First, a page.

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The essence of perfection is to embrace the will of God in all things, prosperous or adverse. In prosperity, even sinners find it easy to unite themselves to the divine will; but it takes saints to unite themselves to God’s will when things go wrong and are painful to self-love. Our conduct in such instances is the measure of our love of God. St. John of Avila used to say: “One ‘Blessed be God’ in times of adversity, is worth more than a thousand acts of gratitude in times of prosperity (St. John Avil. Letters 41.). ” Furthermore, we must unite ourselves to God’s will not only in things that come to us directly from his hands, such as sickness, desolation, poverty, death of relatives, but likewise in those we suffer from man — for example, contempt, injustice, loss of reputation, loss of temporal goods and all kinds of persecution. On these occasions we must remember that whilst God does not will the sin, he does will our humiliation, our poverty, or our mortification, as the case may be. It is certain and of faith, that whatever happens, happens by the will of God: “I am the Lord forming the light and creating the darkness, making peace and creating evil ( Isaiah 45:6,7).”
From God come all things, good as well as evil. We call adversities evil; actually they are good and meritorious, when we receive them as coming from God’s hands: “Shall there be evil in a city which the Lord hath not done ( Amos 3:6)?” “Good things and evil, life and death, poverty and riches are from God ( Ecclesiastes 11:14).”
It is true, when one offends us unjustly, God does not will his sin, nor does he concur in the sinner’s bad will; but God does, in a general way, concur in the material action by which such a one strikes us, robs us or does us an injury, so that God certainly wills the offense we suffer and it comes to us from his hands. Thus the Lord told David he would be the author of those things he would suffer at the hands of Absalom: “I will raise up evils against thee out of thy own house, and I will take thy wives before thy face and give them to thy neighbor ( 2 Kings 12:11).”
Hence too God told the Jews that in punishment for their sins, he would send the Assyrians to plunder them and spread destruction among them: “The Assyrian is the rod and staff of my anger . . . I will send him to take away the spoils ( Isaiah 10:5,6).” “Assyrian wickedness served as God’s scourge for the Hebrews (St. Aug. in Psalm 73)” is St. Augustine’s comment on this text. And our Lord himself told St. Peter that his sacred passion came not so much from man as from his Father: “The chalice which my Father hath given me, shall I not drink it (St. John 18:11)?”
When the messenger came to announce to Job that the Sabeans had plundered his goods and slain his children, he said: “The Lord gave and the Lord taketh away ( Job. 1:21).” He did not say: “The Lord hath given me my children and my possessions, and the Sabeans have taken them away.”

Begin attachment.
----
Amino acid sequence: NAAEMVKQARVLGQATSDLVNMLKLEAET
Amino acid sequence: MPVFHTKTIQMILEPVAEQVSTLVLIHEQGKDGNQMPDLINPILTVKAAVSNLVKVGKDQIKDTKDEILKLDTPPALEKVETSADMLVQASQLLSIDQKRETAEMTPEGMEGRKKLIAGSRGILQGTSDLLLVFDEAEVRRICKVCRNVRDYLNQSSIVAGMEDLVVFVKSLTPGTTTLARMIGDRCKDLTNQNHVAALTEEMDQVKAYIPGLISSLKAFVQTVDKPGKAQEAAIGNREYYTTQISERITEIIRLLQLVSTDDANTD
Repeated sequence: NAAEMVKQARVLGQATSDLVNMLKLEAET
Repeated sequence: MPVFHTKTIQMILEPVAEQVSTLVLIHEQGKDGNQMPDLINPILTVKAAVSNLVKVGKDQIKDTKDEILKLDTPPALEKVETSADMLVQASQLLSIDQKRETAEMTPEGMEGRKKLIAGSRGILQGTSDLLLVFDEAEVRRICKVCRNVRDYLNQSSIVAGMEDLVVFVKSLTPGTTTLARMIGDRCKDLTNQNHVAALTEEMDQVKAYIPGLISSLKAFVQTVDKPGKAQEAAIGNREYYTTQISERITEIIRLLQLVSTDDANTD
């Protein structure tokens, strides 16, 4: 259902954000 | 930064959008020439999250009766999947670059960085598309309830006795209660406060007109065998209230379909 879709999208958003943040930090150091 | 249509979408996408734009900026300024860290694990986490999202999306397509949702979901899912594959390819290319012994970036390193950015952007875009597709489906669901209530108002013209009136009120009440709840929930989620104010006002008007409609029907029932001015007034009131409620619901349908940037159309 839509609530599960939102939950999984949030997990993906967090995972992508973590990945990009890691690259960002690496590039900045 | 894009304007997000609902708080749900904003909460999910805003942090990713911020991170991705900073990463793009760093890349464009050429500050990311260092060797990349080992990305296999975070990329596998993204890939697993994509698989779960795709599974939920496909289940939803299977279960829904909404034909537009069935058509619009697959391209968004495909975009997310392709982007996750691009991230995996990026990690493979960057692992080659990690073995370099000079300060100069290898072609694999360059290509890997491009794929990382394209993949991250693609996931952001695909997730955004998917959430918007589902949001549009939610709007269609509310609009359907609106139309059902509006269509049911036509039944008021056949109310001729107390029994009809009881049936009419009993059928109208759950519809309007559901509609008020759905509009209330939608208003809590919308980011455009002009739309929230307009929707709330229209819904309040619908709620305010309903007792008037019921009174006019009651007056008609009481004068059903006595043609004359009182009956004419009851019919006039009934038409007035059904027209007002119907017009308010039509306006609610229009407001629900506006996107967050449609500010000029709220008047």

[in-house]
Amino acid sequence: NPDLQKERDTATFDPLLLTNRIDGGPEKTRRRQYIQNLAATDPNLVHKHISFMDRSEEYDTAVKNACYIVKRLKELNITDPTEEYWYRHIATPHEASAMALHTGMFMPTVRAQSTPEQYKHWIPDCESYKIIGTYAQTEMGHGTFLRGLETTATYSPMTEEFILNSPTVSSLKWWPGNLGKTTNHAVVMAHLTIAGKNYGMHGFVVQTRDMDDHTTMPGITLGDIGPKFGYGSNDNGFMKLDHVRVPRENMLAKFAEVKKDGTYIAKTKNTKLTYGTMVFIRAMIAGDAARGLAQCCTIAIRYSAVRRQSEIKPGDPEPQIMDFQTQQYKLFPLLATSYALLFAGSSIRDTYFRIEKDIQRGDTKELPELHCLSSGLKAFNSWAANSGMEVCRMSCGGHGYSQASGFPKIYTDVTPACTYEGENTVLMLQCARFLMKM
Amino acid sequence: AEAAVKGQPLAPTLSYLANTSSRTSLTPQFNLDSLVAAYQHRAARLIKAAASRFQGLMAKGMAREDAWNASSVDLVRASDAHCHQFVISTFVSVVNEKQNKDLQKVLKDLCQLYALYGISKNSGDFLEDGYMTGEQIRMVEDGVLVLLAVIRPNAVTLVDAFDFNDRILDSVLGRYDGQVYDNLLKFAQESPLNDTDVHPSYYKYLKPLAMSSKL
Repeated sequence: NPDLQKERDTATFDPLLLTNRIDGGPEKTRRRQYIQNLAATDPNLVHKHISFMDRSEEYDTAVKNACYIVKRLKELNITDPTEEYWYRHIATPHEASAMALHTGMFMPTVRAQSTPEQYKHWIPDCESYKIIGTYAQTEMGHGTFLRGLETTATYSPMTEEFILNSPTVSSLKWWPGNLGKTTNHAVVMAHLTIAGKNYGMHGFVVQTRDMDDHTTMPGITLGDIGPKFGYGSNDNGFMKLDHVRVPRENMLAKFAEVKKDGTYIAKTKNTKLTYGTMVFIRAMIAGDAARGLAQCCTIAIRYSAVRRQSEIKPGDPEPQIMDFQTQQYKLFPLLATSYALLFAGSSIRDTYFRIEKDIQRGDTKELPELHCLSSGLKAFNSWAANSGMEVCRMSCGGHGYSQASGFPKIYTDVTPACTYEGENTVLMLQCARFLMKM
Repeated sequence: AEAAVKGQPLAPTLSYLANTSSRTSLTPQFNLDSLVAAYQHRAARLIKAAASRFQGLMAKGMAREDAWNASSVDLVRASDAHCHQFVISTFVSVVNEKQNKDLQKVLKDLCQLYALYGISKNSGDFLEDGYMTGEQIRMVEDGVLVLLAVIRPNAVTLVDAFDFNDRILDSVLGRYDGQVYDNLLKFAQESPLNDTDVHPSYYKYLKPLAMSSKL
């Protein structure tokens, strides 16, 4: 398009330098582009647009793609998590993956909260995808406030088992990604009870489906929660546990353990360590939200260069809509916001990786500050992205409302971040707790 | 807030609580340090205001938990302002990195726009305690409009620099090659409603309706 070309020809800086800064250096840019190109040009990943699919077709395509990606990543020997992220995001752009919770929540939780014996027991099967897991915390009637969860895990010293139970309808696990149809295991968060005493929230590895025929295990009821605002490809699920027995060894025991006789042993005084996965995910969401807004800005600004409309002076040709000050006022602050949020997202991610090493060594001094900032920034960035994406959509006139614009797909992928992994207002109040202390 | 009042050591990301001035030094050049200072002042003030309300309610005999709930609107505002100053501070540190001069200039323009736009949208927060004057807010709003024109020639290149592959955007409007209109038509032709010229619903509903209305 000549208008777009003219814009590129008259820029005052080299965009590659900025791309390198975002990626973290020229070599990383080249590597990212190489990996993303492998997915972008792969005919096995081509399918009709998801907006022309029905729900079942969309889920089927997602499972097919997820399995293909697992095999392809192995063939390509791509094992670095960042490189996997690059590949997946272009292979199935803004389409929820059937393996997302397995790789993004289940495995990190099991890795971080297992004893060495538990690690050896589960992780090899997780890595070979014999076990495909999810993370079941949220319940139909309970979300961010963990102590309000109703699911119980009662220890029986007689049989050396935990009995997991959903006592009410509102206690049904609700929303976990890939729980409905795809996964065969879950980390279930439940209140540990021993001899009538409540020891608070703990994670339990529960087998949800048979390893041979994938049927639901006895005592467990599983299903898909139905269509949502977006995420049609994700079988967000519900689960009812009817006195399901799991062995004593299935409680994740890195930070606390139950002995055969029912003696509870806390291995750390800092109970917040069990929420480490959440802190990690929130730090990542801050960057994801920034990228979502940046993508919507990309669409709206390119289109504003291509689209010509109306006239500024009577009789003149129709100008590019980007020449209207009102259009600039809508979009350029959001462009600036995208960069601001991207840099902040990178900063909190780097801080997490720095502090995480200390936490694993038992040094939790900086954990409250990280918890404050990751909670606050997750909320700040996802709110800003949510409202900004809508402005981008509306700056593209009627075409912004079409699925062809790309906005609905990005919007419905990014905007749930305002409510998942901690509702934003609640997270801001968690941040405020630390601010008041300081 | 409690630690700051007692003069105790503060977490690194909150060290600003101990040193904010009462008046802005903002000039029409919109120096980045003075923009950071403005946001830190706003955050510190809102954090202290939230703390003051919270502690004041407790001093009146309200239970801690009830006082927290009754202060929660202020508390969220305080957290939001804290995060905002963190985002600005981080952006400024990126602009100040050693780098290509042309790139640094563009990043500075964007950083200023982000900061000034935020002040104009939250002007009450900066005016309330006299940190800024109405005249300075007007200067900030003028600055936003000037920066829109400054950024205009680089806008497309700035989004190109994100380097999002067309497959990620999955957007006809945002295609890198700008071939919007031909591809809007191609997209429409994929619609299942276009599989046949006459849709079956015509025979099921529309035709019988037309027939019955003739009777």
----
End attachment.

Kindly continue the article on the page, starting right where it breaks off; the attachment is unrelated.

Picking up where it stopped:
We must not therefore consider the afflictions that come upon us as happening by chance or solely from the malice of men; we should be convinced that what happens, happens by the will of God. Apropos of this it is related that two martyrs, Epictetus and Atho, being put to the torture by having their bodies raked with iron hooks and burnt with flaming torches, kept repeating: “Work thy will upon us, O Lord.” Arrived at the place of execution, they exclaimed: “Eternal God, be thou blessed in that thy will has been entirely accomplished in us (ML (Vitae Patrum) 73-402, etc.).”
Cesarius points up what we have been saying by offering this incident in the life of a certain monk: Externally his religious observance was the same as that of the other monks, but he had attained such sanctity that the mere touch of his garments healed the sick. Marveling at these deeds, since his life was no more exemplary than the lives of the other monks, the superior asked him one day what was the cause of these miracles.
He replied that he too was mystified and was at a loss how to account for such happenings. “What devotions do you practice?” asked the abbot. He answered that there was little or nothing special that he did beyond making a great deal of willing only what God willed, and that God had given him the grace of abandoning his will totally to the will of God. “Prosperity does not lift me up, nor adversity cast me down,” added the monk. “I direct all my prayers to the end that God’s will may be done fully in me and by me.” “That raid that our enemies made against the monastery the other day, in which our stores were plundered, our granaries put to the torch and our cattle driven off — did not this misfortune cause you any resentment?” queried the abbot. “No, Father,” came the reply. “On the contrary, I returned thanks to God — as is my custom in such circumstances — fully persuaded that God does all things, or permits all that happens, for his glory and for our greater good; thus I am always at peace, no matter what happens.” Seeing such uniformity with the will of God, the abbot no longer wondered why the monk worked so many miracles (Caesarius: Dial. distin. 10: cap. 9.).